Malta, Daphne Caruana Galizia has been killed by a corrupt government
The State should take responsibility for the murder of Daphne Caruana Galizia. According to the Court, the Maltese investigative journalist killed with a bomb in her car on October 16, 2017, instead of being protected, was exposed to her enemies by a corrupt government whose tentacles reached the police leadership.
It is a sober judgment contained in the final report of the public investigation conducted – after the intense pressure of the Council of Europe – by a commission composed of former presidents of the Tribunal Michael Mallia, Joseph Said Pullicino, and Justice Abigail Lofaro and concluded last spring. Over the past two years, the public investigation requested by the reporter’s family has led to the testimony of dozens of people, including investigators, politicians, and journalists. Former Prime Minister Joseph Muscat, former Chief of Cabinet Keith Schembri, and former Minister of Energy and then of Tourism Konrad Mizzi (the only one who refused to answer in court) also testified in dramatic hearings. The aim was to establish whether the Maltese State had done everything possible to protect the journalist and then prosecute those responsible for the murder.
The judges wrote a 437-page report published in full by the Maltese media and broadcast yesterday first to Prime Minister Robert Abela, who this morning has already authorized the transmission despite having eight days, then to the Caruana Galizia family. The report affirms the State created an atmosphere of impunity generated by the highest levels of administration within the Auberge de Castille, the seat of the Maltese government in Valletta, whose tentacles have spread to other institutions like the police and regulatory authorities. That brought about the collapse of the rule of law.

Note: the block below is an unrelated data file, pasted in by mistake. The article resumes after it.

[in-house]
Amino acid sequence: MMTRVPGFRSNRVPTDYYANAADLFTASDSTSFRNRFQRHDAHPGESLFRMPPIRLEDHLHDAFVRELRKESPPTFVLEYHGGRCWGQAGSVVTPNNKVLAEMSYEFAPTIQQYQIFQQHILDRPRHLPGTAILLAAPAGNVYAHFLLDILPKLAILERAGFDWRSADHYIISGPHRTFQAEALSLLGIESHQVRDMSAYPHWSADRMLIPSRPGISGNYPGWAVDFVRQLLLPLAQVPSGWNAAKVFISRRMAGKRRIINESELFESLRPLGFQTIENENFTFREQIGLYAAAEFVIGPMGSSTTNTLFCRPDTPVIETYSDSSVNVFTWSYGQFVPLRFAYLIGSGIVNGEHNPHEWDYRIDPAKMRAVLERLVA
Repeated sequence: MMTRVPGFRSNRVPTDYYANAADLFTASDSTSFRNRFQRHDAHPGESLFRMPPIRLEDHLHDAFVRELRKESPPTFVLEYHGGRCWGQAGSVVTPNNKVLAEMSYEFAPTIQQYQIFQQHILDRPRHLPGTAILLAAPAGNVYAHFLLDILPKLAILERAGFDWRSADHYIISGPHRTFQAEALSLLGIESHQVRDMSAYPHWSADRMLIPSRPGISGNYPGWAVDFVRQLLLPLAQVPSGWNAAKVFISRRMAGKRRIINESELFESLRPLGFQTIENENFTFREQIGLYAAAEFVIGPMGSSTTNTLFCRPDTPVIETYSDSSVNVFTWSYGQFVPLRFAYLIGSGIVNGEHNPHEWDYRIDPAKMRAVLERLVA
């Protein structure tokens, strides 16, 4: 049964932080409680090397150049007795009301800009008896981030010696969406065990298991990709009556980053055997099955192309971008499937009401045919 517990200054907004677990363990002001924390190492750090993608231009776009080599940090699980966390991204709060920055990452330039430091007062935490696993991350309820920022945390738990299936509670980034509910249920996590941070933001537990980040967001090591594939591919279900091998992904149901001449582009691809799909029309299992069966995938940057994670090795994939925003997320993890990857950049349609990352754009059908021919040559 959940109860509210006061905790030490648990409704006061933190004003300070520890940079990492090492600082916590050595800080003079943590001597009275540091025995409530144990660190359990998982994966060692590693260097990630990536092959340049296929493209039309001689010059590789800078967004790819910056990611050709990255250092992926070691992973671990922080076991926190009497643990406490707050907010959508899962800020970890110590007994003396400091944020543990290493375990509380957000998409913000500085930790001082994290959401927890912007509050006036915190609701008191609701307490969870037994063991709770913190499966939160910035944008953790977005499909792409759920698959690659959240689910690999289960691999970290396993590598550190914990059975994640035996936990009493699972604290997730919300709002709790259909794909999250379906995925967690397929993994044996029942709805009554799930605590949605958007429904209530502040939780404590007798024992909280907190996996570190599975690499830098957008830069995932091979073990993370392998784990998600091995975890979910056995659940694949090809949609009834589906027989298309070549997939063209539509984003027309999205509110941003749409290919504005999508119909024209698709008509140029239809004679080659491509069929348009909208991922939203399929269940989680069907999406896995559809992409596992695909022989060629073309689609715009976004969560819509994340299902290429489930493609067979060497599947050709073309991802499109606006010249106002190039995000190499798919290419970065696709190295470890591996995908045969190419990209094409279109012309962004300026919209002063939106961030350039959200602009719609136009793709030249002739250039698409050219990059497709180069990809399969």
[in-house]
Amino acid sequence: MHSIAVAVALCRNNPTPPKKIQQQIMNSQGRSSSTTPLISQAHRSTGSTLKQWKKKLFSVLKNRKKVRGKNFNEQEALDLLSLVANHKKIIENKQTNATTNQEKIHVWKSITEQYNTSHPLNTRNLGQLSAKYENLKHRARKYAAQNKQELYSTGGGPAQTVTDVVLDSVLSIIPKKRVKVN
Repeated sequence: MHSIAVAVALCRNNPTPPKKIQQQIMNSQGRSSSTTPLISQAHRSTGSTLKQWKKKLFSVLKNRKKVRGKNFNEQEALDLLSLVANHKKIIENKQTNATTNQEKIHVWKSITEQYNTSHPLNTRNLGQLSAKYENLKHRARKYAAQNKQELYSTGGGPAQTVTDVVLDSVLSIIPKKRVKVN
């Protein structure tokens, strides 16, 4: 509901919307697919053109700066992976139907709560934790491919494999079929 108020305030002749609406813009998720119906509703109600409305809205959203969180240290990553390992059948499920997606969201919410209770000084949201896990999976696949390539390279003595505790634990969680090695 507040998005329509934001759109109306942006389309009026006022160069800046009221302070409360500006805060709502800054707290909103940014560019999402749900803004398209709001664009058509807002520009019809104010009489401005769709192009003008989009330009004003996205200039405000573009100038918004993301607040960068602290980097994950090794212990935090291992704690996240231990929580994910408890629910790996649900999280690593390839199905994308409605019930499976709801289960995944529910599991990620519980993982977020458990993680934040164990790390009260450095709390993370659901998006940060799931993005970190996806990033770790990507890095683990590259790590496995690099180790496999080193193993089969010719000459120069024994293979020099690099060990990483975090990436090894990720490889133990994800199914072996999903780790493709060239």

The judicial investigation, still in progress, had a sudden acceleration in the summer of 2019 (almost two years after the arrest of the three material executors) when the businessman Yorgen Fenech, considered the mastermind of the murder, was arrested. The man was stopped trying to leave Malta aboard a yacht. The investigations have resulted in several other corruption and money laundering investigations that led to the arrest of Keith Schembri. In February, one of the three men accused of the murder pleaded guilty, negotiating a sentence of 15 years in prison. The trial for the other two accomplices has yet to begin.
Joseph Muscat, former prime minister of Malta, resigned at the end of 2019, following protests demanding the truth about the reporter’s assassination. Caruana Galizia, with her articles, had denounced the corruption of politicians both in the government and in the opposition. In a statement on Facebook, Muscat decided to take distance from the “state of impunity” mentioned in the report, noting that the arrests of the alleged hitmen in two months and of the principal a few months later mislead any impression of impunity that the alleged perpetrators may have had. And he pointed the finger at previous governments which committed high profile crimes, but no one was prosecuted.”
In the report, the commission made many recommendations to improve laws and better protect journalists in Malta. However, Prime Minister Robert Abela called for a mature analysis of the report beyond the arguments of the part. We must learn the lesson, and reforms must continue with more incredible determination, Abela suggested in a post on social media.